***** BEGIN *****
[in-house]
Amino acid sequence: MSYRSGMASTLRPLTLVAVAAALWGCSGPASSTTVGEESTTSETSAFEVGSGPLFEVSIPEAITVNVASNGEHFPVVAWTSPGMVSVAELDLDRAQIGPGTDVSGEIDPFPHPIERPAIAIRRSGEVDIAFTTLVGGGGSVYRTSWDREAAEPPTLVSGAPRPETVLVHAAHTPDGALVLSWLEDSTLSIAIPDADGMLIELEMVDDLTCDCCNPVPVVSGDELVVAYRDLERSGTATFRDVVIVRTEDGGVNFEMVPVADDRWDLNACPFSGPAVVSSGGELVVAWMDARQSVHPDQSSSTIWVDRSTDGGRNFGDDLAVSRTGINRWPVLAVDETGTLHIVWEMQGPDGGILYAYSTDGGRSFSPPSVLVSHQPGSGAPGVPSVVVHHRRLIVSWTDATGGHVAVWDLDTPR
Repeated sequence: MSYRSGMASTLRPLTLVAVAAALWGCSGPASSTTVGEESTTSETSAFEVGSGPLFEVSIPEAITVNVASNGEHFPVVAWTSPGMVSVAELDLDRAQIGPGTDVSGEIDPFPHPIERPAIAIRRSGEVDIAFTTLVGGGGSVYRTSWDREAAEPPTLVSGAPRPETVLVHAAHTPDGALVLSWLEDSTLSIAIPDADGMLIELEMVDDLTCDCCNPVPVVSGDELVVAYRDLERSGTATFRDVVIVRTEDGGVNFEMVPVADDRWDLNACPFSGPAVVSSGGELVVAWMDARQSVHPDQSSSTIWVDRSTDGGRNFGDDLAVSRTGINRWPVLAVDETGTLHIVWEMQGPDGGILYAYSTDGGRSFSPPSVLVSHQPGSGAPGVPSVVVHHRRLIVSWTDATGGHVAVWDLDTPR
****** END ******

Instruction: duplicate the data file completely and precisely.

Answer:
[in-house]
Amino acid sequence: MSYRSGMASTLRPLTLVAVAAALWGCSGPASSTTVGEESTTSETSAFEVGSGPLFEVSIPEAITVNVASNGEHFPVVAWTSPGMVSVAELDLDRAQIGPGTDVSGEIDPFPHPIERPAIAIRRSGEVDIAFTTLVGGGGSVYRTSWDREAAEPPTLVSGAPRPETVLVHAAHTPDGALVLSWLEDSTLSIAIPDADGMLIELEMVDDLTCDCCNPVPVVSGDELVVAYRDLERSGTATFRDVVIVRTEDGGVNFEMVPVADDRWDLNACPFSGPAVVSSGGELVVAWMDARQSVHPDQSSSTIWVDRSTDGGRNFGDDLAVSRTGINRWPVLAVDETGTLHIVWEMQGPDGGILYAYSTDGGRSFSPPSVLVSHQPGSGAPGVPSVVVHHRRLIVSWTDATGGHVAVWDLDTPR
Repeated sequence: MSYRSGMASTLRPLTLVAVAAALWGCSGPASSTTVGEESTTSETSAFEVGSGPLFEVSIPEAITVNVASNGEHFPVVAWTSPGMVSVAELDLDRAQIGPGTDVSGEIDPFPHPIERPAIAIRRSGEVDIAFTTLVGGGGSVYRTSWDREAAEPPTLVSGAPRPETVLVHAAHTPDGALVLSWLEDSTLSIAIPDADGMLIELEMVDDLTCDCCNPVPVVSGDELVVAYRDLERSGTATFRDVVIVRTEDGGVNFEMVPVADDRWDLNACPFSGPAVVSSGGELVVAWMDARQSVHPDQSSSTIWVDRSTDGGRNFGDDLAVSRTGINRWPVLAVDETGTLHIVWEMQGPDGGILYAYSTDGGRSFSPPSVLVSHQPGSGAPGVPSVVVHHRRLIVSWTDATGGHVAVWDLDTPR